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Your guide to running successful transformation programs

Transformation Travel Guide

We’ve all read about transformation programs that fail.

An unusable platform that’s already outdated when taken into use; a system that only causes more work to its users; a technology that doesn’t work as it should and causes disruption to business continuity.

Failure is not always a bad thing, but it becomes that if you don’t learn from it.

The key to any successful transformation is building your organisations own capability to transform.

And that doesn’t happen if you outsource the drivers seat of your transformation program – someone else will gain the knowledge you need.

In our Transformation Travel Guide, we’ll take a look at the story of Mike and Lisa, leaders in a global company, and how they approach their transformations.

Download the guide and find out the do’s and don’ts of Transformations – to make sure you don’t fail.

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Modern business technology leaders drive digital transformation

In our Transformation Travel Guide, we’ll show you the elements of a successful transformation – and also an unsuccessful one. Meet Lisa and Mike, the fictional leaders who go through a transformation journey and learn from it.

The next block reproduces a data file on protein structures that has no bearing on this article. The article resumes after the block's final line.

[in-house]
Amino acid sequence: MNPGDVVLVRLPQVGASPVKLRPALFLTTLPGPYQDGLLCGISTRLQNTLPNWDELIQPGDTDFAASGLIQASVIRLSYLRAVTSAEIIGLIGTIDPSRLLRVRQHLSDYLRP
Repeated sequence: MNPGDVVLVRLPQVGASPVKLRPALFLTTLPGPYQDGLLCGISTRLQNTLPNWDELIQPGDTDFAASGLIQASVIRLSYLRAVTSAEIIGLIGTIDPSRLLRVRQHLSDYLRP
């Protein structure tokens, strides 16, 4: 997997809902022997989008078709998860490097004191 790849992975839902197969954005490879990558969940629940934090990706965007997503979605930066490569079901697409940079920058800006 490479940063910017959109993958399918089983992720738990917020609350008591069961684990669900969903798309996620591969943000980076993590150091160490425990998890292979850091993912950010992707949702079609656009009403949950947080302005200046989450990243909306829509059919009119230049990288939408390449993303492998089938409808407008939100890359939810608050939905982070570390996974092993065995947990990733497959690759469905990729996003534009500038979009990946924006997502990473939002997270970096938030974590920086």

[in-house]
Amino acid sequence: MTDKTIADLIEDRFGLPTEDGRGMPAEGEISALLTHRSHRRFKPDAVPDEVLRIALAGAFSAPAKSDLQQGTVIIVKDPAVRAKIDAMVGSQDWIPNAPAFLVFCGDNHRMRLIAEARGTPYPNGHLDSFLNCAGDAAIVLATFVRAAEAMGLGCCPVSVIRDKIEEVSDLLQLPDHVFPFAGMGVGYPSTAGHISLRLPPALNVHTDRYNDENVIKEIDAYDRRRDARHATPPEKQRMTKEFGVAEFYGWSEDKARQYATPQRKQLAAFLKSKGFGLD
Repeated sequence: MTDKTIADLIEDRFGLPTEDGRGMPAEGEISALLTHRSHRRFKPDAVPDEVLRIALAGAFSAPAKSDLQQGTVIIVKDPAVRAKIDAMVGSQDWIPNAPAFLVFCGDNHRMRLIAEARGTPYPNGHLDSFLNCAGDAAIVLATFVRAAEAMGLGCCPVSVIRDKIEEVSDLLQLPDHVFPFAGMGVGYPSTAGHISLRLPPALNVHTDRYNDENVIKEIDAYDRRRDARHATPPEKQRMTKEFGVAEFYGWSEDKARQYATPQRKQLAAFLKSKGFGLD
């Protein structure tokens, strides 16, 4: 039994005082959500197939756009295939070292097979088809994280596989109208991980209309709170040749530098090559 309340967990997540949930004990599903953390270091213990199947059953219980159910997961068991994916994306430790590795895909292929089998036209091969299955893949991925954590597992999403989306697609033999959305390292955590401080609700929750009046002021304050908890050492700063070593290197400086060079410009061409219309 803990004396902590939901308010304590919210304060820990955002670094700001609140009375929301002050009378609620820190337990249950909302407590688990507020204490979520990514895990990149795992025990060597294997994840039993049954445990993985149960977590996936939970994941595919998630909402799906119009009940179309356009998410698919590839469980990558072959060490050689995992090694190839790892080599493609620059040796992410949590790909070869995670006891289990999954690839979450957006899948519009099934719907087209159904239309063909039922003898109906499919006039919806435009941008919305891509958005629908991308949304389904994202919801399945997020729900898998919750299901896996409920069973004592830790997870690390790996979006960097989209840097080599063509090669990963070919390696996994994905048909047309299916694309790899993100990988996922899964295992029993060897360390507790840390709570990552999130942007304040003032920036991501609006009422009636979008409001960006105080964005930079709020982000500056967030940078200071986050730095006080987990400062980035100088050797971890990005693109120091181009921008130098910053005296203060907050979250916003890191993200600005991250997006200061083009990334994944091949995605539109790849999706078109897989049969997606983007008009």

Lisa is the Head of the Transformation Office. She gently but persistently drives enterprise-level synergies across the businesses.

Her interest is in empowering the businesses to lead their transformation and plan the processes to avoid top-down delegated thinking.

Mike and his peers are the key co-pilots for Lisa in leading the transformation.


Mike is a dynamic Business Capability Owner in a global organization, tasked with gently leading a transformational business capability development program.

He is committed to empowering business leaders to improve user experience, data quality, integrate digitization and AI, and reshape the way they use technology more strategically.

The root cause of vulnerabilities in a transformation strategy is delegated thinking

Many transformation programs that deploy an information technology solution fail, even when managed professionally.

The main pitfall is what you could call delegated thinking. This way of thinking sees people as objects of the change. Professional design methods and implementation practices have never been targeted at the people in the business, rather at the information technology and transformation experts.

The more professionally the transformation program is managed, the longer it will take to realise that the optimal solution is something between industry best practice and the current legacy operations.

Failure is inherent and, to some extent, cannot be avoided.

What you can avoid is adopting the learnings from the failures, and ensure future-proofing your business.

We need to turn the old way around – what if we ensure that the transformation is owned and driven by the people who are subject to the change?

Want to know more?

We’ll be happy to discuss our approach to Transformations – let’s talk!